I don’t know how many times I’ll have to say it, “WHEN SHOPPING FOR A MORTGAGE ASK ABOUT THE APPRAISER!” In fact, don’t ask, just read what I have to say first. I have repeatedly said on this blog Read the rest of this entry »
When buying a home the appraisal contingency addendum in a sales contract says the home buyer has a certain number of days (the date is negotiable) to get an appraisal that is equal to or greater than the sales price in the sales contract. If the appraisal is less than the sales price the buyer can Read the rest of this entry »
HVCC, the acronym for “Home Valuation Code of Conduct”, is the result of a legal settlement between NY attorney general Andrew Cuomo and Fannie Mae & Freddie Mac to assure that appraisers would not be unduly influenced by lenders in the appraisal process. Before this ruling, mortgage brokers and bank loan officers would order the appraisal for a new home loan from any licensed appraiser, usually one they knew professionally for many years. After this ruling, appraisals are not allowed to be ordered by the mortgage broker or loan officer, the bank now orders them from an “Appraisal Management Company” (AMC). Mortgage brokers and loan officers are no longer allowed to have any direct contact with the appraiser. Appraisers are supposedly being more scrutinized by the AMC’s. The law became effective on May 1st 2009 and has been causing problems ever since for buyers, sellers, and industry professionals across the country.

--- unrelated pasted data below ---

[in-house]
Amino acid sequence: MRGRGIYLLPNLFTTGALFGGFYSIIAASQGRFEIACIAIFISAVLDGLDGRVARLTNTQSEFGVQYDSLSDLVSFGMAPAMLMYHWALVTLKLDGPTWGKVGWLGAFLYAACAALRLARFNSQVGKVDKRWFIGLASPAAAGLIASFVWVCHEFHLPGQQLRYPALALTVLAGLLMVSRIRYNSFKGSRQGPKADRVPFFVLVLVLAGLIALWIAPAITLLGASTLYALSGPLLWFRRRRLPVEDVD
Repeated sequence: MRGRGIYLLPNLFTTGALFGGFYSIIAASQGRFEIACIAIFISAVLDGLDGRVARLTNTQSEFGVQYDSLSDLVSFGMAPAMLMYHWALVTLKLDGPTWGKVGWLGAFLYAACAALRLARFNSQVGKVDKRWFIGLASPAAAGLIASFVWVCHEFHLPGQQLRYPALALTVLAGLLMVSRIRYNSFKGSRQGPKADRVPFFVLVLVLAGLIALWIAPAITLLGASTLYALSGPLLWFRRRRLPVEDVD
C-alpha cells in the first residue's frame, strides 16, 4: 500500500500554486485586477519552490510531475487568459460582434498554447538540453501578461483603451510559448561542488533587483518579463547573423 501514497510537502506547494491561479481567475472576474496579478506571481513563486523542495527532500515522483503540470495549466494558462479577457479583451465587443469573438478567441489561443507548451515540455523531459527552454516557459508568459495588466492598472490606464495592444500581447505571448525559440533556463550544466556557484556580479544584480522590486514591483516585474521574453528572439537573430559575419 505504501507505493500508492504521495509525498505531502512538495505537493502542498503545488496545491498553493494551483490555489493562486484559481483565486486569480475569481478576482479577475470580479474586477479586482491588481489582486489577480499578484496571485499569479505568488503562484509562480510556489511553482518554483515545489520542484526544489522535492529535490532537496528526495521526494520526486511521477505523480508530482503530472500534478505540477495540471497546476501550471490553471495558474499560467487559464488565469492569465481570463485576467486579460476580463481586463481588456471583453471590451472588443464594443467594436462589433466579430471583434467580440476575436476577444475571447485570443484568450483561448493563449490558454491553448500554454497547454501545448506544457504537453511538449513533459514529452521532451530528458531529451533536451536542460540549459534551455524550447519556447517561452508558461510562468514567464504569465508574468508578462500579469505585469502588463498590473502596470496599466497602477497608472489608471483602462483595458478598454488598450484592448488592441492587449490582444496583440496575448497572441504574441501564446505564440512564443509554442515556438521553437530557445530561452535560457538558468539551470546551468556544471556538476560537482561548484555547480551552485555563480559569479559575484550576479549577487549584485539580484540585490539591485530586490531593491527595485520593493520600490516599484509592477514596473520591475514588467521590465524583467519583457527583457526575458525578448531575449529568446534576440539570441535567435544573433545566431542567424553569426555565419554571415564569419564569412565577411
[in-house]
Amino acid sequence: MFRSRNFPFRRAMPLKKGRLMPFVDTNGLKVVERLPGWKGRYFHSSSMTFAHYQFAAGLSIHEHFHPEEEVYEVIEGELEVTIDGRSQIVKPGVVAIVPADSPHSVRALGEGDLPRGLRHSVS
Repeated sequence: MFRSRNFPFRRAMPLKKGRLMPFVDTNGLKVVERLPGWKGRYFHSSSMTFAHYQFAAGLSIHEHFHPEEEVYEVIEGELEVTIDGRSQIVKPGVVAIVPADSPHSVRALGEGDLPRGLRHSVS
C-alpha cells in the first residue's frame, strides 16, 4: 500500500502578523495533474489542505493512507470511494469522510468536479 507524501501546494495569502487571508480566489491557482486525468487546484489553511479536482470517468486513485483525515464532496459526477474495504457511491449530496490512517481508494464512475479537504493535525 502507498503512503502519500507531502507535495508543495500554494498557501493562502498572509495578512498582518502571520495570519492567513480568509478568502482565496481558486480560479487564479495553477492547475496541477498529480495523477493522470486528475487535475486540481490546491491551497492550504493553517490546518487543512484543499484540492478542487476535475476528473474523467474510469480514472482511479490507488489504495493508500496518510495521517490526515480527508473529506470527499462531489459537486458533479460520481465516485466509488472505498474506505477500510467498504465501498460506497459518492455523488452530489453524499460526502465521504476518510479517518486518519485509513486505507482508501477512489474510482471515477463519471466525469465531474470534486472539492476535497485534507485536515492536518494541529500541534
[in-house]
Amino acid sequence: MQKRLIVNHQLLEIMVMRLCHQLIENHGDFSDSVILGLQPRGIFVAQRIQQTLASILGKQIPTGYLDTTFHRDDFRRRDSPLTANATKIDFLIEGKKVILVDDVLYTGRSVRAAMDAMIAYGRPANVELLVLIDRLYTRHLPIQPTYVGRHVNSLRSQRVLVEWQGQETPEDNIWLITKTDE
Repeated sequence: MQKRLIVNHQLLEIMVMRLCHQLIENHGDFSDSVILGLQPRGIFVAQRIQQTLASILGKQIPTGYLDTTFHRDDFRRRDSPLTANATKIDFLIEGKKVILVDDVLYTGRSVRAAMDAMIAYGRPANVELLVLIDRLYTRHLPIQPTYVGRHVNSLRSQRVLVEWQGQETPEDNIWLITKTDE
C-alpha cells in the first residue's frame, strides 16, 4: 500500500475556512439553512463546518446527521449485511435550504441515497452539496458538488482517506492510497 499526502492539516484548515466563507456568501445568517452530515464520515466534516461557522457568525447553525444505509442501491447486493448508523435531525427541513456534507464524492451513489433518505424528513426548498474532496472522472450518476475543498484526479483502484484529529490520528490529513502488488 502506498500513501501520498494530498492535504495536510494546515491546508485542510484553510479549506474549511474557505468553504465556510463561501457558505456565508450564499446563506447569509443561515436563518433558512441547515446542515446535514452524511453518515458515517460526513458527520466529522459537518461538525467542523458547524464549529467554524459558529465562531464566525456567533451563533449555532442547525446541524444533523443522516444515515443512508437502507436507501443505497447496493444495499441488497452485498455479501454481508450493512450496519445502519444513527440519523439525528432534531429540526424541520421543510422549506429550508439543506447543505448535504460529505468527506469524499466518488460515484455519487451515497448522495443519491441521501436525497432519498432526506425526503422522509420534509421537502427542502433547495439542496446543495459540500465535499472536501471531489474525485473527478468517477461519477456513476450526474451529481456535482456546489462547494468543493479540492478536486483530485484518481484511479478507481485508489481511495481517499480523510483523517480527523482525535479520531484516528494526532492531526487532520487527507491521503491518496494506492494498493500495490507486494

With evidence of mismanagement and fraud in the industry in the past, the attempt to ensure that residential properties are not appraised for more than their true worth is understandable. The intention was to stop lenders from pushing appraisers for higher values to help “make the deal work.” The belief was that this, in part, is what drove property values to unrealistic levels. The process under the new law takes ordering the appraisal away from anyone with a vested interest in getting the loan done. Read the rest of this entry »